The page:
Debuting as Death From Above, the band received a cease-and-desist letter from James Murphy, frontman of electro-rock band LCD Soundsystem and founder of DFA (Death from Above) Records, after the label’s attorneys flagged the band for copyright infringement. The band then changed their name to Death From Above 1979 and released their debut album under that name. However, after creative differences simmered over, the band disbanded in 2004, only to reunite in 2011, with their sophomore album The Physical World being released a full decade after their first.

Death From Above 1979 takes the stripped-down aesthetic of indie and noise punk to a different level by eliminating most other instrumentation and sticking to a bass guitar and drums (albeit supplemented by a synthesizer). No other song in their discography brings out the raw power of these instruments more than Romantic Rights, with its jagged bass line strummed roughly and channeled through heavy distortion.

Gorillaz – Feel Good Inc. (2005)

Combining various genres like art pop, alt rock, indie rock/pop, hip hop, and electronica, Blur frontman Damon Albarn’s side project Gorillaz was billed as the world’s first “Virtual band”, with all music videos and promotional materials, even concerts, being produced by digitally by comic book artist Jamie Hewlett. The “band” itself is made up of 2D characters visually rendered via computer graphics, with guest vocals being given their own unique digital avatars when needed.

Although a huge departure from his Britpop influences, Albarn manages to infuse Gorillaz post-modern approach to hip hop, electronica, and rock to create a unique and distinctive sound. Coupled with its visually stunning music videos and technologically-creative concerts (where the “band” were projected on stage via hologram), Gorillaz creates a sound unlike any other. Debuting this in 2005, Demon Days is widely considered as the precursor for the now-modern melding of rock, pop, hip hop, electronica, lo-fi, and many other genres of music.

While Gorillaz had already seen critical acclaim with its self-titled debut album, their sophomore album Demon Days is widely considered as the truest representation of Gorillaz sound, most notably in the Feel Good Inc. track, with its steadily groovy bass line, Albarn’s almost-ethereal vocals, and Dave’s aggressive rap flows.

Arctic Monkeys – I Bet You Look Good On The Dance Floor (2006)

Considered to be one of the first bands to “make it big” via the internet, Arctic Monkeys started off much like other, struggling bands in the early 2000’s: playing various gigs around their hometown of Sheffield, selling burned CD’s of their demos, and taking advantage of the then-new file sharing services online, and being an early adopter of MySpace’s artist page. It’s the last one that really put Arctic Monkeys on the international music scene, with music fans being able to listen their songs from across the globe.

Their early breakthrough has also been contributed to their unique musical style: Alex Turner’s fast-paced delivery of linguistically intricate lyrics in his now-trademark Sheffield accent endeared him to fans both at home and around the world. The Arctic Monkeys earlier albums borrowed influences from garage rock, punk revival, and the indie scene to compose songs that heavily featured aggressive and uptempo guitars, furious drumming, and rapid, catchy bass lines.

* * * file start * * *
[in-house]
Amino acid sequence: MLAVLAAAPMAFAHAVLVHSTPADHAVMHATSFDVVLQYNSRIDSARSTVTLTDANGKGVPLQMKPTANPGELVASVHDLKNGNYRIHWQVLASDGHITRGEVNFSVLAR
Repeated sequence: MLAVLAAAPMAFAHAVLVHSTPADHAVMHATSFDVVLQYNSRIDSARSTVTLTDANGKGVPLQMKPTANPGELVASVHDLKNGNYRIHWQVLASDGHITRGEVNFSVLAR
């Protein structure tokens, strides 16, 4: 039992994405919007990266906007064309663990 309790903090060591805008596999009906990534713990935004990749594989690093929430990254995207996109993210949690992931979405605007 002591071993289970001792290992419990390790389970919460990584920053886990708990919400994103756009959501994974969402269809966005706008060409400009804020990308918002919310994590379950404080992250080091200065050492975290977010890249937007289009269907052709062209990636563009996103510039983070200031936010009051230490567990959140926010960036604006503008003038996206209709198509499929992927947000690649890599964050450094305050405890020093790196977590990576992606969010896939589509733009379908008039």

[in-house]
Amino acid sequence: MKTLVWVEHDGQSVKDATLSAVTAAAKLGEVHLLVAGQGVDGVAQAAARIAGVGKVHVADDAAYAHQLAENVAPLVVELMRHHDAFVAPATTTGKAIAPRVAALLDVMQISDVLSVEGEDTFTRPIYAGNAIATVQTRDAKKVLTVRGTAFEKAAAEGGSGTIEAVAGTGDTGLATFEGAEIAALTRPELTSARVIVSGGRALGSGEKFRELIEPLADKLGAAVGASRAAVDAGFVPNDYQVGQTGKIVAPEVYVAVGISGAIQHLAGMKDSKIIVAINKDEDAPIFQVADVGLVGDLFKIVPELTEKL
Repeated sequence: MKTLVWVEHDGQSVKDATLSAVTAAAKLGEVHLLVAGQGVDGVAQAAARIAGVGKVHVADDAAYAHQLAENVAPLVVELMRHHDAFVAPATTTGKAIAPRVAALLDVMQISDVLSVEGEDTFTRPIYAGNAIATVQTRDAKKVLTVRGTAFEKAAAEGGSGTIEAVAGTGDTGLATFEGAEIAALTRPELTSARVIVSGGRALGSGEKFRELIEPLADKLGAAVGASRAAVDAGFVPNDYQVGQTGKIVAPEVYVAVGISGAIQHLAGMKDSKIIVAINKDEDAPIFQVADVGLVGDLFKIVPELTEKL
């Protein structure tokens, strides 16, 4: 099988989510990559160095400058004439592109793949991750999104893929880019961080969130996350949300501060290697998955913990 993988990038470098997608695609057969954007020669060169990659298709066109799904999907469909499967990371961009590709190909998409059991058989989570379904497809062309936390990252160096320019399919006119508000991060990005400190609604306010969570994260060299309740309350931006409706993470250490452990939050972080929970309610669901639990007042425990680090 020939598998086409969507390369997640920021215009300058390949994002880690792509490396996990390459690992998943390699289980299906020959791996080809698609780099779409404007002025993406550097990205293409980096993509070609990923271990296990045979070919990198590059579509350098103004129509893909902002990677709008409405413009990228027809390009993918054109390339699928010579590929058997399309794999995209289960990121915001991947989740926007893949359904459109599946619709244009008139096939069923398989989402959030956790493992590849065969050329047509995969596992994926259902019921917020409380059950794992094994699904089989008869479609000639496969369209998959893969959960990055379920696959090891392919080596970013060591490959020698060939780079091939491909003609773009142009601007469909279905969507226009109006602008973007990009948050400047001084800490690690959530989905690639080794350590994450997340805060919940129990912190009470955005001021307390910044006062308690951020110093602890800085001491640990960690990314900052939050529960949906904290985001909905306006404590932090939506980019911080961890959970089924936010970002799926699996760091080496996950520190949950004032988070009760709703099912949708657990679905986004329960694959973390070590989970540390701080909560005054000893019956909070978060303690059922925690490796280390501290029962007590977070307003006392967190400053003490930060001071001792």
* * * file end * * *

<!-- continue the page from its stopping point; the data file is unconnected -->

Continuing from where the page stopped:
These sonic signatures are no more prominent than in their breakthrough single I Bet You Look Good On The Dance Floor, an almost-immediate classic that has since become the bands most well-known songs, with its fast-paced and jagged opening riff, a funky and uptempo bass line syncopated to drums, and Turner’s heavy Sheffield accent singing about the desperation of people in clubs.

Black Rebel Motorcycle Club – Berlin (2007)

Fusing together elements of psychedelic rock, blues, indie, garage revival, and alternative rock, Black Rebel Motorcycle Club stays true to its Marlon Brando-inspired name with a discography chock-full of bluesy guitars, thumping drums, and a whole lot of rebellious spirit. The band’s image of young, restless, and dangerous rebels often overshadows the understated grace of their songs, which, many critics say, is their prime selling point.

Since their inception, Black Rebel Motorcycle Club was always seen as a vanguard of the old ways and as true torchbearers of classic rock n’ roll. As a three-piece band, Black Rebel Motorcycle Club keeps their music lo-fi, with guitars and bass being distorted via traditional means, and only punctuated from time to time with the occasional effects. Save for their gospel-inspired album Howl, Black Rebel Motorcycle Club makes sure that their sound always carries that sense of exciting danger, much like what you would feel cruising down some unknown highway with a metal hog between your legs.

Berlin is Black Rebel Motorcycle Club’s ode to classic rock, with its opening bass line that’s smooth, deep, steady, punchy, syncopated with the drums, and understandably gruff, immediately followed by a husky guitar riff. It’s one of those tracks that make you want to drink a beer, ride your bike across the desert, and maybe raise a little bit of hell.